That acre slopes toward our neighbors; so if we ever get the money to have it dug, we will be putting up a dam first to make sure it will not disturb the neighbors.

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  #12  
Old 03/24/11, 07:04 PM
 
Join Date: Mar 2011
Location: Central Ohio
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Quote:
Originally Posted by motdaugrnds View Post
When the dozer was cleaning off one of our acres, I saw the ground move like an ocean wave on both sides of his huge dozer. (This was in the latter part of an extremely dry summer.) The man driving the dozer told me we had water under that acre.
Its called "pumping". You'll see that on construction sites all the time. I used to work for a geotechnical engineering company and was on job sites taking soil, concrete, and grout samples, as well as doing on-site testing. The "pumping" was something we paid attention to. When you will see it is paths that are made for machinery/cement trucks to access buildings under construction that are off of the future drives. The ground is not worked and compacted except to lay the path, which is temporary. In seasons when it rains theres gravel put down as a base. You can sit there all day long and watch some of these roads roll with the trucks and machines going across them kicking up dust clouds. If the pumping is real bad we'd let the engineers look it over and possibly re-do it with more support.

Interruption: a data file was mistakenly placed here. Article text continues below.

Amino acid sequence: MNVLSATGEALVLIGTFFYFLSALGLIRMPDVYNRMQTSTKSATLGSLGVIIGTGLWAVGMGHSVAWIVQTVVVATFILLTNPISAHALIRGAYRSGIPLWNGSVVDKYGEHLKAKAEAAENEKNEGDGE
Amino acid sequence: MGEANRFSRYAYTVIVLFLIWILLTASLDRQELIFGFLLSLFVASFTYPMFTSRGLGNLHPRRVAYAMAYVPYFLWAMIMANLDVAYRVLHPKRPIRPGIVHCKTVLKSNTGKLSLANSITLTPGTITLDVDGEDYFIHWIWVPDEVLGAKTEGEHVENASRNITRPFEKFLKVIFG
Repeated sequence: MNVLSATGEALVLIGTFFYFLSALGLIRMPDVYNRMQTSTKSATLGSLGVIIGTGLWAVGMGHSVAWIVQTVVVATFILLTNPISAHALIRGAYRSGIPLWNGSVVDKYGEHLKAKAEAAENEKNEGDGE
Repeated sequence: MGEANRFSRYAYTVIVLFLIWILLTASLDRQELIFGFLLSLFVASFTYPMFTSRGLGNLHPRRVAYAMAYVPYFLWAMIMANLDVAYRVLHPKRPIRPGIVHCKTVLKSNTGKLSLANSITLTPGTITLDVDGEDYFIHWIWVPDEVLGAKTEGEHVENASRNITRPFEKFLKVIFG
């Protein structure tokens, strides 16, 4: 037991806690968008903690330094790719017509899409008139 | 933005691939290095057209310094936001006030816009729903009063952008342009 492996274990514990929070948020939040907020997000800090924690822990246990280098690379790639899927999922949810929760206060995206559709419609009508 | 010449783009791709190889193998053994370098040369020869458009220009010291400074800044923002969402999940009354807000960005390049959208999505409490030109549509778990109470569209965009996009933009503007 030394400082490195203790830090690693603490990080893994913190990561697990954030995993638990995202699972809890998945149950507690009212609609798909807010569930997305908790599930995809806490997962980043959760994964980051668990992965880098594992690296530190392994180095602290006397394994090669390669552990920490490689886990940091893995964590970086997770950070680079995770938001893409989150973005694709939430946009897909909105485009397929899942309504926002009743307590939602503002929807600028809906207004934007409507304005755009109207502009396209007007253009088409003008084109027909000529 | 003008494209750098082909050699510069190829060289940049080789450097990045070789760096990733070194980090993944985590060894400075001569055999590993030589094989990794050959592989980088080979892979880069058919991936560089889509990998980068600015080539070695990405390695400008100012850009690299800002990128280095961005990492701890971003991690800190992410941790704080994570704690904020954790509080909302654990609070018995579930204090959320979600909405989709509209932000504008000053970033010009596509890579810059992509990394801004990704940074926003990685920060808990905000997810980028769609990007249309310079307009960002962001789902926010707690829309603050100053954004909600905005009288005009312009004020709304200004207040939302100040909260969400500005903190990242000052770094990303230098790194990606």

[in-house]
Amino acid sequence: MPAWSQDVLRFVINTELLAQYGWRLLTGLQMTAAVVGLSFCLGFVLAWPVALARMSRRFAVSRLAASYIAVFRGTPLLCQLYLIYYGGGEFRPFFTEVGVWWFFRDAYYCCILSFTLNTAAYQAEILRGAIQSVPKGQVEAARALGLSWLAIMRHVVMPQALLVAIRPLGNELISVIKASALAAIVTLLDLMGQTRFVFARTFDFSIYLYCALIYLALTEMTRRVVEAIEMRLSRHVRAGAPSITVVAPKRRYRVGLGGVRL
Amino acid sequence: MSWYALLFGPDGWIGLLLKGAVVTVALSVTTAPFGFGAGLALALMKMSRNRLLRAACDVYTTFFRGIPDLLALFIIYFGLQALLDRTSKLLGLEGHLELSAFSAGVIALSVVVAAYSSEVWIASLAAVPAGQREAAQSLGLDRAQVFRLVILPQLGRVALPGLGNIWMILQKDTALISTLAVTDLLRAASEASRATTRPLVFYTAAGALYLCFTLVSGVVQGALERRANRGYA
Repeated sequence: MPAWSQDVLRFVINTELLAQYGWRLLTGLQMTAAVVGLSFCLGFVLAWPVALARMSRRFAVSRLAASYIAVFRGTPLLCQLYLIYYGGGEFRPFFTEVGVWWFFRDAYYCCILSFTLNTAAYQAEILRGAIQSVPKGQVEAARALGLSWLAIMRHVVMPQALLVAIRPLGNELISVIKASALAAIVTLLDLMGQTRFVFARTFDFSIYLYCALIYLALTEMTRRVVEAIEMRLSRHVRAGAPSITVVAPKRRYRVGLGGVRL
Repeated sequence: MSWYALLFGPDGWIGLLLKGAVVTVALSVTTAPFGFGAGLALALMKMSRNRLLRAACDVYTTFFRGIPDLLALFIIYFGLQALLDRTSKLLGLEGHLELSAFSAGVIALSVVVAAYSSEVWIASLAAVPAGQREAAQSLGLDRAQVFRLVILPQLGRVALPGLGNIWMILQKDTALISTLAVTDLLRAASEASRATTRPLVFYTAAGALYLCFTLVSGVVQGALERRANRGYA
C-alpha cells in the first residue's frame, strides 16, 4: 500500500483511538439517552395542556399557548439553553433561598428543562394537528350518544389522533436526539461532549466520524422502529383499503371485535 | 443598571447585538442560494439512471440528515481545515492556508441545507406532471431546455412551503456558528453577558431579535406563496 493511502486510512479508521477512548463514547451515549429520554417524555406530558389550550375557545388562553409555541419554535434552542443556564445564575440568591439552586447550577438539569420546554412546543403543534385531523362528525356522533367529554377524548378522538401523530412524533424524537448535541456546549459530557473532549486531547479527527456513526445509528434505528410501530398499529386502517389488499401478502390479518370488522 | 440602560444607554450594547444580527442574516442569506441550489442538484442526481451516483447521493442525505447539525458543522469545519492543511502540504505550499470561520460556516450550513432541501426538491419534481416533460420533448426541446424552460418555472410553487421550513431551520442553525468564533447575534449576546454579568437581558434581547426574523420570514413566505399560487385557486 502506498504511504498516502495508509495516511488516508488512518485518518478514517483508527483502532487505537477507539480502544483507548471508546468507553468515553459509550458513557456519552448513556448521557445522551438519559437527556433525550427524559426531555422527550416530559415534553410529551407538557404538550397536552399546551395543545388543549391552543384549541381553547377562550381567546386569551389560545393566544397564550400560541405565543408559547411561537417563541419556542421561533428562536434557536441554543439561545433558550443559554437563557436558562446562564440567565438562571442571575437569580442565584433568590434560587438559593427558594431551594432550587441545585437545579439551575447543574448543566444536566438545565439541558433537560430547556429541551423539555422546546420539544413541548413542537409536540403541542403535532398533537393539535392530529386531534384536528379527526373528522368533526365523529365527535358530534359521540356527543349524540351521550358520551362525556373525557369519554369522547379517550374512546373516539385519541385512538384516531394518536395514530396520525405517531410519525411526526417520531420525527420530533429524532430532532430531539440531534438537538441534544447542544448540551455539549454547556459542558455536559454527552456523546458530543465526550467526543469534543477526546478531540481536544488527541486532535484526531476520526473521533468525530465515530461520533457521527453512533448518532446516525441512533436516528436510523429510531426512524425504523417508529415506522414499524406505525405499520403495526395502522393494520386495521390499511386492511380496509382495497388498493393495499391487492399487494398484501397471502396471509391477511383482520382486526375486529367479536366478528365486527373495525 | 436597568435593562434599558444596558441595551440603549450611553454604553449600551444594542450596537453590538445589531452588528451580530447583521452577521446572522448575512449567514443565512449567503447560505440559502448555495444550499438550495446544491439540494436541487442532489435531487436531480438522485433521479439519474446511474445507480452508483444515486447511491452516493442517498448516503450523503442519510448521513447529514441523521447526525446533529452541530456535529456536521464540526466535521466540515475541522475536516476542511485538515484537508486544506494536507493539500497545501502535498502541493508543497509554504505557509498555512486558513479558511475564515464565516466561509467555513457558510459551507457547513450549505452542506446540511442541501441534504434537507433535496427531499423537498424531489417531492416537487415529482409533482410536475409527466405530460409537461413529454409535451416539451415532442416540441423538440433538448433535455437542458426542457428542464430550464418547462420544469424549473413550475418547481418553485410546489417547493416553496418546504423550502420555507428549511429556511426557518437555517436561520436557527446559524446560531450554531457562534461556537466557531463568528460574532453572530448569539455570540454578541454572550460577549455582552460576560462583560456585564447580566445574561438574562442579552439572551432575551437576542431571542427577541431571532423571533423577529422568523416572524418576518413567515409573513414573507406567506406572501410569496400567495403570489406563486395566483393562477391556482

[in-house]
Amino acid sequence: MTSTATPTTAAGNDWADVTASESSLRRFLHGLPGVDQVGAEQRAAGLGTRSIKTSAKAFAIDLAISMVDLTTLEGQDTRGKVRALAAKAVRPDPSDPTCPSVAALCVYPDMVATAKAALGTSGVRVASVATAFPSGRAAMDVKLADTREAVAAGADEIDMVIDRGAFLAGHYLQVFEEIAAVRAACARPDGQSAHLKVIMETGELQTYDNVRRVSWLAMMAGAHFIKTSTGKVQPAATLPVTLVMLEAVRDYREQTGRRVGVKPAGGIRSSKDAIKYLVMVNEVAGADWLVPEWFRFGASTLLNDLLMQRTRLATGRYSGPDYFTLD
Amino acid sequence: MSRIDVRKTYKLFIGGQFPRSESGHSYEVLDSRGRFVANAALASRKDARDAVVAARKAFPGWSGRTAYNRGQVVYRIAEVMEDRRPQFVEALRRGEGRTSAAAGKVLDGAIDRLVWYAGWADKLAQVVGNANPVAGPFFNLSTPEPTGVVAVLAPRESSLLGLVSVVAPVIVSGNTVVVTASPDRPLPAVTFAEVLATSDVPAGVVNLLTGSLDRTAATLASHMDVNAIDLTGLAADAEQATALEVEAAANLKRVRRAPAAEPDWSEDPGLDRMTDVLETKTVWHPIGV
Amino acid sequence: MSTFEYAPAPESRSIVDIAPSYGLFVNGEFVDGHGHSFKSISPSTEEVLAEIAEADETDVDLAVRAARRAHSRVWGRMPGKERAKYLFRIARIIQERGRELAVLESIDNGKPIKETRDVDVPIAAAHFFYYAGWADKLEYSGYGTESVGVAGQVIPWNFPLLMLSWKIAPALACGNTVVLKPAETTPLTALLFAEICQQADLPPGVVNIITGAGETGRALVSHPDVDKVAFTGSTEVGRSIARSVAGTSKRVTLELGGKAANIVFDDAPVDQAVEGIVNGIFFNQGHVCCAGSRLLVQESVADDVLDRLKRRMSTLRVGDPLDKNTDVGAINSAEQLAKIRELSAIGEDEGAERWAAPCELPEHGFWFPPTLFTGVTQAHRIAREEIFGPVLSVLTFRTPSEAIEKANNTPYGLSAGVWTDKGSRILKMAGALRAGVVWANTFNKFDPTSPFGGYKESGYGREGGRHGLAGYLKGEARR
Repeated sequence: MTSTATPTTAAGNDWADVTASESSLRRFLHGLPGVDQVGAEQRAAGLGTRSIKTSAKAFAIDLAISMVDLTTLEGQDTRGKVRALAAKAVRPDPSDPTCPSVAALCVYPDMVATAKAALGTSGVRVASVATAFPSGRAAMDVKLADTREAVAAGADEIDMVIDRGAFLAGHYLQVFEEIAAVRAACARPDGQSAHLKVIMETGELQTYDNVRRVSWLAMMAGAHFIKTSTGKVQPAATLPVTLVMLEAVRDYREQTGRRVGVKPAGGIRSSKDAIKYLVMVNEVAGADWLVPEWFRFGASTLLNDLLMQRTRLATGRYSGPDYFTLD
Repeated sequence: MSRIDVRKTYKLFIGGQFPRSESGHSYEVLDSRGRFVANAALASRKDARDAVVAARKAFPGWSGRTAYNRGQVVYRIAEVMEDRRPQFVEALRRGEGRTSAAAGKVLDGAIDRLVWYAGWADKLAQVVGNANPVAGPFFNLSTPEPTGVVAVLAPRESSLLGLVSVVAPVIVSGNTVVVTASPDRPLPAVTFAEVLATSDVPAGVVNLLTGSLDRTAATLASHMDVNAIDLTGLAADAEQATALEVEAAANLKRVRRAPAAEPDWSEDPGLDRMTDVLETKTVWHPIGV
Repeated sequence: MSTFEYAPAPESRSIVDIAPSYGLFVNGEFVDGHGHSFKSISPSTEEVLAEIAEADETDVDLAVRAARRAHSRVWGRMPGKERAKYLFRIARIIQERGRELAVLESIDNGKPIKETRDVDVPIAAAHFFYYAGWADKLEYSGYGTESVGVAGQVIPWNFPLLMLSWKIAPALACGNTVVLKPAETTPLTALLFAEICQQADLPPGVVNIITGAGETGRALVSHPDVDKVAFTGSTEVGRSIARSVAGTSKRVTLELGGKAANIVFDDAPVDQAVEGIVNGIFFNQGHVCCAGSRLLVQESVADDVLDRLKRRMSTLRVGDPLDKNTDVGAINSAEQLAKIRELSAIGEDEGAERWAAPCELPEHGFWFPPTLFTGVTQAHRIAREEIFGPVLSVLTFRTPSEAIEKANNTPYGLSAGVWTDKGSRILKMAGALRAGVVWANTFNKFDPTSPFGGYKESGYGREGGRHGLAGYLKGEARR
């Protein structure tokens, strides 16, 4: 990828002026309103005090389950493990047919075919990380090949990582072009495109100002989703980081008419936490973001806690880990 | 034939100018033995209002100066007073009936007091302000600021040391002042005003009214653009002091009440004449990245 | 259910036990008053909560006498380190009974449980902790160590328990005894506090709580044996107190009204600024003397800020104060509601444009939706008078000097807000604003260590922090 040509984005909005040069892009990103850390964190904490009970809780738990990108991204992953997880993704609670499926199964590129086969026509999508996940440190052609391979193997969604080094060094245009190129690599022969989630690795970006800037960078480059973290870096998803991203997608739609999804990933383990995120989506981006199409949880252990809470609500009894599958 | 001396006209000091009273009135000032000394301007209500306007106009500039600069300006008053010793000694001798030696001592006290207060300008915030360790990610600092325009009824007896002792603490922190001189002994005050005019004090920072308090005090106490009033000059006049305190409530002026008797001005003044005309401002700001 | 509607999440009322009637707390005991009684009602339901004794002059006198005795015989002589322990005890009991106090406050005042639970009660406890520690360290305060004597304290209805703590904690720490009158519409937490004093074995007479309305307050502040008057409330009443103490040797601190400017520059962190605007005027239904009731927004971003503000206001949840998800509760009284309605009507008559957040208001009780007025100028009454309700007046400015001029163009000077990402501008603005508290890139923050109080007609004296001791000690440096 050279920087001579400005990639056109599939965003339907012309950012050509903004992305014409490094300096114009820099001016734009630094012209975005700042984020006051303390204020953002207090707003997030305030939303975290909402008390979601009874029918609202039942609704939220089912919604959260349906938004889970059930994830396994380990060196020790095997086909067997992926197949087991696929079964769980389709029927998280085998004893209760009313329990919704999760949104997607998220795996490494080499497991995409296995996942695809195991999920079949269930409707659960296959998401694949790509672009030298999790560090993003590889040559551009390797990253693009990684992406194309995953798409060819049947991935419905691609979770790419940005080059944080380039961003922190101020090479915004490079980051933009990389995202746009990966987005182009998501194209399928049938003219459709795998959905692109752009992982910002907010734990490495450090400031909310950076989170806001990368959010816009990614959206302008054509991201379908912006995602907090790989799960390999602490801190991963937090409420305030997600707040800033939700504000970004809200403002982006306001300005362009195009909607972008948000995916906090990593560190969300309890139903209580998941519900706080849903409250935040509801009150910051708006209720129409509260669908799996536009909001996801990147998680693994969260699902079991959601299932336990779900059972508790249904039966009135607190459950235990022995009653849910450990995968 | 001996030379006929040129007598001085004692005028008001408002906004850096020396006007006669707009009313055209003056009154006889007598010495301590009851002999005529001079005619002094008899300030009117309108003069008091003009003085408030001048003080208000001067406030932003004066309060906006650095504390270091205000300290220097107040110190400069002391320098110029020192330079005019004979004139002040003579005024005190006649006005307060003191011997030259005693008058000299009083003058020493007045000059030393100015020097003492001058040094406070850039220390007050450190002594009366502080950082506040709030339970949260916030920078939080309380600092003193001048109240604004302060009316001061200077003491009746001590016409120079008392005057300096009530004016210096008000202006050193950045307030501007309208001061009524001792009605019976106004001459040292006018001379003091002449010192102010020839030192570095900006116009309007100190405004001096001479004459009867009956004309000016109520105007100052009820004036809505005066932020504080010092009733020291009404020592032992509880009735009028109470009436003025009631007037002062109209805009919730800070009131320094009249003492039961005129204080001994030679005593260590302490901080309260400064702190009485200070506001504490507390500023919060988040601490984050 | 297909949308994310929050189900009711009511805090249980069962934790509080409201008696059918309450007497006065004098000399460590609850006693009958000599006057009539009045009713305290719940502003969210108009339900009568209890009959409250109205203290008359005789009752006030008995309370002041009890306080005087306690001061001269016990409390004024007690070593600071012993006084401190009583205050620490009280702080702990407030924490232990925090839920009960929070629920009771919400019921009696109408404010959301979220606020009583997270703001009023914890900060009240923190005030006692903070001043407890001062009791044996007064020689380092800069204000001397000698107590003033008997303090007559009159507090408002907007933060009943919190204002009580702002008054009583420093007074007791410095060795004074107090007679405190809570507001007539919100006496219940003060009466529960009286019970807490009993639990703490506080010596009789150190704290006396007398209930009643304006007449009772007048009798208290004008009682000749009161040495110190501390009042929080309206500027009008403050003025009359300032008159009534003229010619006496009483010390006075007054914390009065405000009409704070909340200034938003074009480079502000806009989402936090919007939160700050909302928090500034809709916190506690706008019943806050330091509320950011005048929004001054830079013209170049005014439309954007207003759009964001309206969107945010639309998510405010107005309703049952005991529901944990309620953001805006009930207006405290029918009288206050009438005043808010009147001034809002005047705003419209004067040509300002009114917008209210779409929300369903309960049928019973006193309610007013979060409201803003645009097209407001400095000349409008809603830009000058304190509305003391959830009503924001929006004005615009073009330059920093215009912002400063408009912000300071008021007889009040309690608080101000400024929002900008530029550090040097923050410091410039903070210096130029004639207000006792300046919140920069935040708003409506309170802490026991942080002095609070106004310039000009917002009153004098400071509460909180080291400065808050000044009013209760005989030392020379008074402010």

The pumping isn't always a good indicator of water. If you roll 30 tons of a truck over ground like that it will move, no matter how dry it is. If there is water down below like that a building sure wouldn't be built there.

I have a buddy of mine that swears by witching too. Hes seen it done. I haven't. I'd be curious to test a witcher though (is that what you'd call someone that witches?)
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  #13